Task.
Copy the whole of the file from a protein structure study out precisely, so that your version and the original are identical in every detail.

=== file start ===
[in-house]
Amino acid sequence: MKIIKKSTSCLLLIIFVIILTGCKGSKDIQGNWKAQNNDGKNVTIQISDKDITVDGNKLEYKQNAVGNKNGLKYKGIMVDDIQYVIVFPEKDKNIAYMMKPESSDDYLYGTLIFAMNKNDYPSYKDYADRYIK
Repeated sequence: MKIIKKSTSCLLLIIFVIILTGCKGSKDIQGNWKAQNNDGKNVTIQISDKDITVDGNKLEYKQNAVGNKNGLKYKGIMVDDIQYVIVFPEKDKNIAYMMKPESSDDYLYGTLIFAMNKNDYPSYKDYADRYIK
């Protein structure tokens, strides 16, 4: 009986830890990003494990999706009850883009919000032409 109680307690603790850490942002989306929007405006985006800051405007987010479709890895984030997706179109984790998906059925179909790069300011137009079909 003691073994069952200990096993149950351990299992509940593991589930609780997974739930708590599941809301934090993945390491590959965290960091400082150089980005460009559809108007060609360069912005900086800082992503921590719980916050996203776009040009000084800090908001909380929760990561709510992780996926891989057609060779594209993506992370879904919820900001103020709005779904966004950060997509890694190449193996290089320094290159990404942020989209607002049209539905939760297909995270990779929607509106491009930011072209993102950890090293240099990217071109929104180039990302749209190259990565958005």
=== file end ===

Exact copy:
[in-house]
Amino acid sequence: MKIIKKSTSCLLLIIFVIILTGCKGSKDIQGNWKAQNNDGKNVTIQISDKDITVDGNKLEYKQNAVGNKNGLKYKGIMVDDIQYVIVFPEKDKNIAYMMKPESSDDYLYGTLIFAMNKNDYPSYKDYADRYIK
Repeated sequence: MKIIKKSTSCLLLIIFVIILTGCKGSKDIQGNWKAQNNDGKNVTIQISDKDITVDGNKLEYKQNAVGNKNGLKYKGIMVDDIQYVIVFPEKDKNIAYMMKPESSDDYLYGTLIFAMNKNDYPSYKDYADRYIK
């Protein structure tokens, strides 16, 4: 009986830890990003494990999706009850883009919000032409 109680307690603790850490942002989306929007405006985006800051405007987010479709890895984030997706179109984790998906059925179909790069300011137009079909 003691073994069952200990096993149950351990299992509940593991589930609780997974739930708590599941809301934090993945390491590959965290960091400082150089980005460009559809108007060609360069912005900086800082992503921590719980916050996203776009040009000084800090908001909380929760990561709510992780996926891989057609060779594209993506992370879904919820900001103020709005779904966004950060997509890694190449193996290089320094290159990404942020989209607002049209539905939760297909995270990779929607509106491009930011072209993102950890090293240099990217071109929104180039990302749209190259990565958005």